Fastest Tennis Serves Ever Recorded – Men And Women [Updated 2021]

A fast serve gives tennis players many advantages.  Opponents are less likely to return the ball and the server gets free points. Consistently fast service doesn’t have to expend energy in long rallies and can finish matches quickly.

Fastest serve ever recorded

Sam Groth – 163.4 mph (263 km/h)

Australian player Sam Groth served the fastest serve ever recorded at 163.4 mph (263 km/h) at the ATP Challenger Busan Open in South Korea.  Groth was playing  Uladzimir Ignatik in the second-round match, which Groth went onto lose  4-6, 3-6.

Sam Groth reached a career-high singles ranking of 53 in 2015.  Groth is 6 ft 4 in (1.94 m) tall and was known for his big serve on the tour. 

Look at Groth’s serve in the grainy video.  

Though Groth hit the fastest serve ever in an ATP Challenger match, ATP does not formally recognize speed records made in Challenger events. This is because of a lack of uniformity in the radar guns used in these tournaments.

But it is worth noting that Groth’s serve was recorded using ATP-approved equipment and the data collected appeared within range. But rules are rules, and Groth’s fastest serve is unofficial.

Here is a list of the faster serves recorded on the men’s tour. Note that each player is listed only once with their fastest serve. 

Men’s Fastest Serves 

John Isner (Fastest Serve – 157.2 mph)

John Isner holds the record for the fastest serve recognized by the ATP.  Isner is 6 ft 10 in and has one of the biggest serves on the tour. His serve against Bernard Tomic clocked at 157.2 mph (253 km/h) at the 2016 Davis Cup against Australia.

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Ivo Karlovic (Fastest Serve – 156 mph)

Croatina player Karlovic, whose nickname is Dr. Ivo, hit a 156.0 mph (251 km/h) serve in a Davis Cup match against Germany in 2011.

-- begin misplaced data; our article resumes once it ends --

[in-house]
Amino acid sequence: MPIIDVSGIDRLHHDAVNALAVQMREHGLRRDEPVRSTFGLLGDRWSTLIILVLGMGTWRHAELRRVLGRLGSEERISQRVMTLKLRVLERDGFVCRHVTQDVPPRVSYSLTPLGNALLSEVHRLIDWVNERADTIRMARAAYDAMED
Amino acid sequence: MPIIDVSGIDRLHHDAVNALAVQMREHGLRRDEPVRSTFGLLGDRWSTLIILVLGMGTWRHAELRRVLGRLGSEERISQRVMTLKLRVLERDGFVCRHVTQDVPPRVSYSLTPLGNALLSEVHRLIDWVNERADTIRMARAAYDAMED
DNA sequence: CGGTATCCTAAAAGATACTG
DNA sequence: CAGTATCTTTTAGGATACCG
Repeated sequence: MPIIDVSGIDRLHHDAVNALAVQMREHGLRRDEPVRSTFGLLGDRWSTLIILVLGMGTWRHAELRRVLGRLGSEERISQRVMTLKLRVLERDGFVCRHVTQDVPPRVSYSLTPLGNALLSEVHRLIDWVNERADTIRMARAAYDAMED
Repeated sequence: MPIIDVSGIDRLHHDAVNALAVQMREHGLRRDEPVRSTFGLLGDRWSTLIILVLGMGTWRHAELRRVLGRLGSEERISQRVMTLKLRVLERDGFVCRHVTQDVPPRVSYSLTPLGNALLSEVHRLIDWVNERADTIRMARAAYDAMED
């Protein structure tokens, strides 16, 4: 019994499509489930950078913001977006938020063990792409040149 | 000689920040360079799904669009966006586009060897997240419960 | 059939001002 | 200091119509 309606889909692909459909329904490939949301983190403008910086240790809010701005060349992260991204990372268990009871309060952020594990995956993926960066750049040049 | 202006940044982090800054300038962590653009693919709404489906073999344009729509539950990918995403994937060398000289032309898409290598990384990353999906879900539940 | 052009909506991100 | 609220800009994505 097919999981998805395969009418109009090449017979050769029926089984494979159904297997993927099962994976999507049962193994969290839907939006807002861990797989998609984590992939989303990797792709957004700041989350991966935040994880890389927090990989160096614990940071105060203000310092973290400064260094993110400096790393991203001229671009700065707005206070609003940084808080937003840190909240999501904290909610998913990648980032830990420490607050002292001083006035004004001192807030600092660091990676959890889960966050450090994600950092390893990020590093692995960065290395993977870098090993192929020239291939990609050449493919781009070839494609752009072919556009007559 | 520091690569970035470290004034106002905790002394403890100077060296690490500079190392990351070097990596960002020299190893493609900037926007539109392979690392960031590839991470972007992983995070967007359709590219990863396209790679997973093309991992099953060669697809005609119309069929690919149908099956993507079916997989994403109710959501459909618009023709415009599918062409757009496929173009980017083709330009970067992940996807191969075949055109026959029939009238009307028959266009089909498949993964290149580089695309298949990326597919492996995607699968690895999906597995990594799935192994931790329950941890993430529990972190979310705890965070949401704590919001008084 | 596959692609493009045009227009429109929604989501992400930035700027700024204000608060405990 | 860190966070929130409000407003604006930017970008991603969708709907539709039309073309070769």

Andy Roddick (Fastest Serve – 155 mph)

Andy Roddick hit a 155 mph (249.4 km/h) in the 2004 Davis Cup semifinal against Vladimir Voltchkov of Belarus. Andy Roddick’s game was powered by a big serve. His opponents often struggled to return the ball and often his service games would be over in less than a minute.

Milos Raonic (Fastest Serve – 155 mph)

Canadian player Milos Raonic hit 155 mph (249.4 km/h) serve at the 2012 SAP Open. Raonic reached the Wimbledon singles final in 2016 on the back of his big serve. 

Here are the fastest serve speeds of top men’s players.

Roger Federer (Fastest Serve – 143 mph)

Roger Federer has an effective serve but it is not necessarily the fastest. His accurate placement of the serve and his consistency win him free points.  Federer’s average serve speed is between 125 to 130 mph. Federer’s fastest serve was at 143 mph (230.1 km/h)

Rafael Nadal (Fastest Serve – 135 mph)

Rafael Nadal has a powerful game to beat anyone but his serve is not one of the fastest on the tour. His fastest serve was 135 mph (217 km/hr) at the 2010 US Open.

Andy Murray (Fastest Serve – 141 mph)

Andy Murray, the best tennis player from Britain in a generation served 141 mph (226.9 km/h) at the 2016 US Open against Grigor Dimitrov.

Novak Djokovic (Fastest Serve – 136 mph)

Novak Djokovic doesn’t serve very fast but he has a fantastic serve that helps the rest of his game. His fastest serve was at the 2009 Madrid Masters where he served at 136 mph (219 km/h)

Women’s Fastest Serves 

Sabine Lisicki (Fastest Serve – 131 mph)

German player Sabine Lisicki served 131.0 mph (210.8 km/h) serve against Ana Ivanovic at Bank of the West Classic in 2014. Lisicki reached the Wimbledon singles final in 2013.

Venus Williams (Fastest Serve – 129 mph)

Venus Williams held the record for the fastest serve until Sabine Lisicki topper her speed in 2014. Venus Williams’s fastest serve was 129.0 mph (207.6 km/h)  at the 2007 US Open.

Serena Williams (Fastest Serve 128.6 mph)

With 23 grand slams, Serena Williams is one of the most successful female tennis players ever to play the game.

Serena Williams is one of the fastest servers on the women’s tour. Her fastest serve came at the 2013 Australian Open when she served at 128.6 mph (207 km/h).